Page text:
To be fair, not all intrusions are someone’s “fault.” Ransomware creators are innovating rapidly, and are arguably equipped to find new vectors of infection more quickly than security experts can track them. In fact, easy-to-deploy ransomware as a service is emerging, making it comparatively simple for less-skilled criminals to use. And they have a substantial incentive to do so. According to one report, one particularly sophisticated ransomware strain has brought $325 million in profits to groups deploying it.

Besides, downloading actual data is so five years ago. If you’re attacking a provider, extorting payment through ransomware is much easier than attempting to resell stolen healthcare data. Why go to all that trouble when you can get your cash up front?

Still, the reality is that healthcare organizations must be particularly careful when it comes to protecting patient privacy, both for ethical and regulatory reasons. Perhaps ransomware will be the jolt that pushes lagging players to step up and invest in security, as it creates a unique form of havoc that could easily put patient care at risk. I certainly hope so.

Securing Mobile Devices in Healthcare

Posted on February 8, 2016 I Written By

John Lynn is the Founder of the HealthcareScene.com blog network which currently consists of 10 blogs containing over 8000 articles with John having written over 4000 of the articles himself. These EMR and Healthcare IT related articles have been viewed over 16 million times. John also manages Healthcare IT Central and Healthcare IT Today, the leading career Health IT job board and blog. John is co-founder of InfluentialNetworks.com and Physia.com. John is highly involved in social media, and in addition to his blogs can also be found on Twitter: @techguy and @ehrandhit and LinkedIn.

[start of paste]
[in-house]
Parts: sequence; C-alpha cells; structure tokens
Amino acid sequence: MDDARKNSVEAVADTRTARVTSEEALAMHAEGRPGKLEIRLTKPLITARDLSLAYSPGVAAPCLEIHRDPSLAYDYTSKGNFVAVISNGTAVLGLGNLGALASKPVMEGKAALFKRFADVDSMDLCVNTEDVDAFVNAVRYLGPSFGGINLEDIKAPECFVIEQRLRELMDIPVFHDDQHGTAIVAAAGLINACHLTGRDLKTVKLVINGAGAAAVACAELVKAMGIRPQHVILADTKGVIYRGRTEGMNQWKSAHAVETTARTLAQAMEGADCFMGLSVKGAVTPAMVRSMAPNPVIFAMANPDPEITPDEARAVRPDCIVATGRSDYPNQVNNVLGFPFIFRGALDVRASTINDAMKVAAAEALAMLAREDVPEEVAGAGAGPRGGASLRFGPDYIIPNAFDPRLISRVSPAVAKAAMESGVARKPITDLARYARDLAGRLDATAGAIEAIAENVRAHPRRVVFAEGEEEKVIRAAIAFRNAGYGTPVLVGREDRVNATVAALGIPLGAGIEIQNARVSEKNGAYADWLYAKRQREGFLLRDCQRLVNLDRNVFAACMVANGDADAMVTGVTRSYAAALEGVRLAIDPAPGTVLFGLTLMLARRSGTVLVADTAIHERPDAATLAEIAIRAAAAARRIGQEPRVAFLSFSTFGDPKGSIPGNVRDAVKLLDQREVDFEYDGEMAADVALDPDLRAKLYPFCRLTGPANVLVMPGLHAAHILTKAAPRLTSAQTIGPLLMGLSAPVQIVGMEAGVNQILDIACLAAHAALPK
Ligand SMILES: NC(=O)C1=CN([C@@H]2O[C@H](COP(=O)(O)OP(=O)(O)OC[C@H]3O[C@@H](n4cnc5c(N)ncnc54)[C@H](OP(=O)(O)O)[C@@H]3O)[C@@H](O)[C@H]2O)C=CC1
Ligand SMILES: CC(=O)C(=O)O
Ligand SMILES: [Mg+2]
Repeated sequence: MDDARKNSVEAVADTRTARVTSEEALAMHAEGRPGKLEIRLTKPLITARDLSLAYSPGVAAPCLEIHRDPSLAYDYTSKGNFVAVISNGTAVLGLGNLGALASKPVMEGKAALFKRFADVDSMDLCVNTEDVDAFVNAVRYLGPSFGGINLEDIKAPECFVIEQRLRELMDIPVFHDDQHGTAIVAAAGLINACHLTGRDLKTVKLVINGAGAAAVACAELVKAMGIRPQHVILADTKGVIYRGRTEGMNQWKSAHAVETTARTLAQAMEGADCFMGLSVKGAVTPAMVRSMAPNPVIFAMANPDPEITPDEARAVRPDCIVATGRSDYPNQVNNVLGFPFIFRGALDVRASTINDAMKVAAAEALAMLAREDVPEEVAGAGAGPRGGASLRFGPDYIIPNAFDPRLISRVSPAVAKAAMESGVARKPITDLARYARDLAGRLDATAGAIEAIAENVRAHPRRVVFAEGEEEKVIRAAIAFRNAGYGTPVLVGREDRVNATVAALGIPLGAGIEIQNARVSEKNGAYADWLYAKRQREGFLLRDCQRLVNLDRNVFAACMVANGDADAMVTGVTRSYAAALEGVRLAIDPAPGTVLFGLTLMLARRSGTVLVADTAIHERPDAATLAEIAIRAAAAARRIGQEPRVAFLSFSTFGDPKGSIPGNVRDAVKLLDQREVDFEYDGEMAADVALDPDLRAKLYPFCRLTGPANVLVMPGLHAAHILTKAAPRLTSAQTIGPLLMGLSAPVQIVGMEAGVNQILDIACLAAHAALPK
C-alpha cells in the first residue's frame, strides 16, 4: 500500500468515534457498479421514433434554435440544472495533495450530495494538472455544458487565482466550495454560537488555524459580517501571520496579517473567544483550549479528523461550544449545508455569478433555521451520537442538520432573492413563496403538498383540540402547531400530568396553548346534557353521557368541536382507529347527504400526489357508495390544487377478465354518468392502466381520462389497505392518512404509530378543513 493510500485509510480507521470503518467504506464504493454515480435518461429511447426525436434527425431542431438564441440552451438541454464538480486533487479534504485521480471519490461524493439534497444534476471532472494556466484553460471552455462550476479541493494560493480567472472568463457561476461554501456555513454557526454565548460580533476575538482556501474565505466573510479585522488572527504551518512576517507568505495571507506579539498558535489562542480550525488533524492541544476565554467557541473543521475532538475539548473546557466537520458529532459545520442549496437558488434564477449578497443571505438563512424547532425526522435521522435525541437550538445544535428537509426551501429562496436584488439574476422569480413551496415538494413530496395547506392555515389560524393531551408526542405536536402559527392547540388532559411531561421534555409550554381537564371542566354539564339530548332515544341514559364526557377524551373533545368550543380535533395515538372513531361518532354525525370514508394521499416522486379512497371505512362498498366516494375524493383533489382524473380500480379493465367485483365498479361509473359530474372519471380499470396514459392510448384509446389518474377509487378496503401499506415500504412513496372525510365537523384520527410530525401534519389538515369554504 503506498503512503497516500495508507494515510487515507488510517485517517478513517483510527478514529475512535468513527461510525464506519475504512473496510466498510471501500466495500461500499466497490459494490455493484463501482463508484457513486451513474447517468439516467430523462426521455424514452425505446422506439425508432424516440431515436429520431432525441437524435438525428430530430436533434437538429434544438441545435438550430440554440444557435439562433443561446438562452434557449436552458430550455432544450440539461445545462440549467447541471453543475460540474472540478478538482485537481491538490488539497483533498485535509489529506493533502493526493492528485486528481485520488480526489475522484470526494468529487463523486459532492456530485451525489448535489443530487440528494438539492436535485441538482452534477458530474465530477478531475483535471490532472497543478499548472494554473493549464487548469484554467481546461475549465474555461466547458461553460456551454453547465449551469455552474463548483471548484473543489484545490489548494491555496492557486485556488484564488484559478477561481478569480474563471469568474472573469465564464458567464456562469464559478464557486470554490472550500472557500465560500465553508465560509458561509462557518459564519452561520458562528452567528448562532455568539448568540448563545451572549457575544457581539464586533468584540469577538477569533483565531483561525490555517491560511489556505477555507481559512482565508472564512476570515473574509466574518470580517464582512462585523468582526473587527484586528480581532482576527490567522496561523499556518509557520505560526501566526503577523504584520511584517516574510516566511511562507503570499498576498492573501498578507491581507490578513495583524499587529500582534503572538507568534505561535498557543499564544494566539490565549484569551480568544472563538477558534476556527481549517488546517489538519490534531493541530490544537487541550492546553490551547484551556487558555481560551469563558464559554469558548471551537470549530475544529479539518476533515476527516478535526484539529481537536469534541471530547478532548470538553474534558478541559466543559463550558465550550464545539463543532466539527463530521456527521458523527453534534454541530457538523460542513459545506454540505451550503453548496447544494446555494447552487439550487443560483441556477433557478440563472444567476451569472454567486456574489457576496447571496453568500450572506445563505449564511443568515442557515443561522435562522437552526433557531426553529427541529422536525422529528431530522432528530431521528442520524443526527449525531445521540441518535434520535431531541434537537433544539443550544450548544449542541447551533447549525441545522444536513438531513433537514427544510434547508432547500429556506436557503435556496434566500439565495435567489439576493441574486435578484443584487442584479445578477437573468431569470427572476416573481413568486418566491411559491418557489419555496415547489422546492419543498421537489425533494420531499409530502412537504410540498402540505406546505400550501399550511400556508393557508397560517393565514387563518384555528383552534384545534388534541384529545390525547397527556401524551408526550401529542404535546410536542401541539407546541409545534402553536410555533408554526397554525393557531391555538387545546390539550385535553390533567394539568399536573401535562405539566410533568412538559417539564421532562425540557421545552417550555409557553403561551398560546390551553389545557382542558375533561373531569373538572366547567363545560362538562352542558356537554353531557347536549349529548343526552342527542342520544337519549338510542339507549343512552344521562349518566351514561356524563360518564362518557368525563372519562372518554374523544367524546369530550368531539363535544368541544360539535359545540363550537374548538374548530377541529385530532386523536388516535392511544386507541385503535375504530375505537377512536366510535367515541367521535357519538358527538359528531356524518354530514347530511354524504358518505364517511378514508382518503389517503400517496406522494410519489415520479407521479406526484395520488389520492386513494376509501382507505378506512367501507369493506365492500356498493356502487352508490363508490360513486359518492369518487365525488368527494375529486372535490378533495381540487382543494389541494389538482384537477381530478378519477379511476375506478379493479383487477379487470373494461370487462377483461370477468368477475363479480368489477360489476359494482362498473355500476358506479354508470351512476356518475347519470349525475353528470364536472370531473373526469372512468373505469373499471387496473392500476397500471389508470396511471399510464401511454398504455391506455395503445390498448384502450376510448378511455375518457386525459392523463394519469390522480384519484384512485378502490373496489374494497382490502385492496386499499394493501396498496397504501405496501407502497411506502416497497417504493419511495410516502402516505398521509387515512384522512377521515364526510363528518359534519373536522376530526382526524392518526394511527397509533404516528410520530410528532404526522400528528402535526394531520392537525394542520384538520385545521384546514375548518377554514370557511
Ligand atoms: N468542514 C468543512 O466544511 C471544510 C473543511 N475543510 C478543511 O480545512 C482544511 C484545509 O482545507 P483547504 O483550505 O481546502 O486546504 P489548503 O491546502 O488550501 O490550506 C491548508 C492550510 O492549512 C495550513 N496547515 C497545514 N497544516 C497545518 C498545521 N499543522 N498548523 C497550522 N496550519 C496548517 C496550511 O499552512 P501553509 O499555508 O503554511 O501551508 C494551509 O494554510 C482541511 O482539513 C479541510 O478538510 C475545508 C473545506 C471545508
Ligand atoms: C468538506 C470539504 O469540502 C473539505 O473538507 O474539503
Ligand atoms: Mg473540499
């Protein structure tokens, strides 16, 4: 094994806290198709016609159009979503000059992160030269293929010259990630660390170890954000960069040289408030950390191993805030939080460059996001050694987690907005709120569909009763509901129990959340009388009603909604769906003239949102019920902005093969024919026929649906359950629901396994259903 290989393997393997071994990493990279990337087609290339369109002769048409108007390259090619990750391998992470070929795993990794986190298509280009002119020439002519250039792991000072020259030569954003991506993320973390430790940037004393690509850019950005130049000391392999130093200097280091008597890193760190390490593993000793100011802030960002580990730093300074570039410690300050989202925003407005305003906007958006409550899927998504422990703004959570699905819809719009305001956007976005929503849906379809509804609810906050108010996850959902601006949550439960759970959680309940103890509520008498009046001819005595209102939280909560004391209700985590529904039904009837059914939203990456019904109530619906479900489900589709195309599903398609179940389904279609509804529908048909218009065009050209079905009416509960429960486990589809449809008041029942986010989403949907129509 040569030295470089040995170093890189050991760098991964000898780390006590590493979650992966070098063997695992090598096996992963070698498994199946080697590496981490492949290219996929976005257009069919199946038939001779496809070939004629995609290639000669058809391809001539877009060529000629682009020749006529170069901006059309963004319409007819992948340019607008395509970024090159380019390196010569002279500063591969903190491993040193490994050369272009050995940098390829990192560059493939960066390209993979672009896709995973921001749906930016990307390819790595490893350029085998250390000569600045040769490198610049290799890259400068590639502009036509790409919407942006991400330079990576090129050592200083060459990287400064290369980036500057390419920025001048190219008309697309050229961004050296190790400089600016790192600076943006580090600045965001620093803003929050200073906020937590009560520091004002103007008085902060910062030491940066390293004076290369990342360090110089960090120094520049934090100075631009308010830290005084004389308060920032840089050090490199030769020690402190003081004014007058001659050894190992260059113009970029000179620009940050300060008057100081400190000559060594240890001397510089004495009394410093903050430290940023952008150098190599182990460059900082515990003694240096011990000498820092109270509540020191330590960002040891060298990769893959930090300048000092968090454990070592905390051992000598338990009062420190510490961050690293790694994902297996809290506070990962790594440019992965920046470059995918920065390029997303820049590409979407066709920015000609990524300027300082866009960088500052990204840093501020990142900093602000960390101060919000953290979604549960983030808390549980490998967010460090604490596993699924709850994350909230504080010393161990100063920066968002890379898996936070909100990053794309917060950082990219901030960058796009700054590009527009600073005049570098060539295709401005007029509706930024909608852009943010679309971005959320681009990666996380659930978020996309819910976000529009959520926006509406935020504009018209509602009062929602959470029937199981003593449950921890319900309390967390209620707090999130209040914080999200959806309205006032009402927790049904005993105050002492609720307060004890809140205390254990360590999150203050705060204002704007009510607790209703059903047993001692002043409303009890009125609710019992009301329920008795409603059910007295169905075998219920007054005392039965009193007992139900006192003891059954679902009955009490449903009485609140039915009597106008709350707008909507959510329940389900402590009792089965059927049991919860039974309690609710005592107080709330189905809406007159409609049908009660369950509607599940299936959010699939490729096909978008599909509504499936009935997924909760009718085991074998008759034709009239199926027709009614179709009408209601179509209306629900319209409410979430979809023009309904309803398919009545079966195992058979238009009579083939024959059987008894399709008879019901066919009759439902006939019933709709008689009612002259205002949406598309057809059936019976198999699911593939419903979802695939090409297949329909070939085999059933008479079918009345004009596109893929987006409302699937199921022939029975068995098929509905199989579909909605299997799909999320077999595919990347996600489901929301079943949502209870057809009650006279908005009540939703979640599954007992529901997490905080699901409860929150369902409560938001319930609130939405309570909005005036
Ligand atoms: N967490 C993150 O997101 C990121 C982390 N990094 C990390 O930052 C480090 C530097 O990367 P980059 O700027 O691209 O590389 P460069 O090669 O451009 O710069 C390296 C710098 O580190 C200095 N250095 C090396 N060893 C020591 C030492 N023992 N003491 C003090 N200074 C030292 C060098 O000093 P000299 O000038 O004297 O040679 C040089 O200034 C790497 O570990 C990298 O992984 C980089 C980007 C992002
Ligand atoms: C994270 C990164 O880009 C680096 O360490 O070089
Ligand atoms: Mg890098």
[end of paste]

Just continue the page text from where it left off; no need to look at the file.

This post is sponsored by Samsung Business. All thoughts and opinions are my own.

When you look at healthcare security on the whole, I think everyone would agree that healthcare has a lot of work to do. Just taking into account the top 5 health data breaches in 2015, approximately 30-35% of people in the US have had their health data breached. I’m afraid that in 2016 these numbers are likely going to get worse. Let me explain why I think this is the case.

First, meaningful use required healthcare organizations to do a HIPAA risk assessment. While many organizations didn’t really do a high quality HIPAA risk assessment, it still motivated a number of organizations to do something about privacy and security. Even if it wasn’t the step forward many would like, it was still a step forward.

Now that meaningful use is being replaced, what other incentive are doctors going to have to take a serious look at privacy and security? If 1/3 of patients having their records breached in 2015 isn’t motivating enough, what’s going to change in 2016?

Second, hackers are realizing the value of health data and the ease with which they can breach health data systems. Plus, with so many organizations going online with their EHR software and other healthcare IT software, these are all new targets for hackers to attack.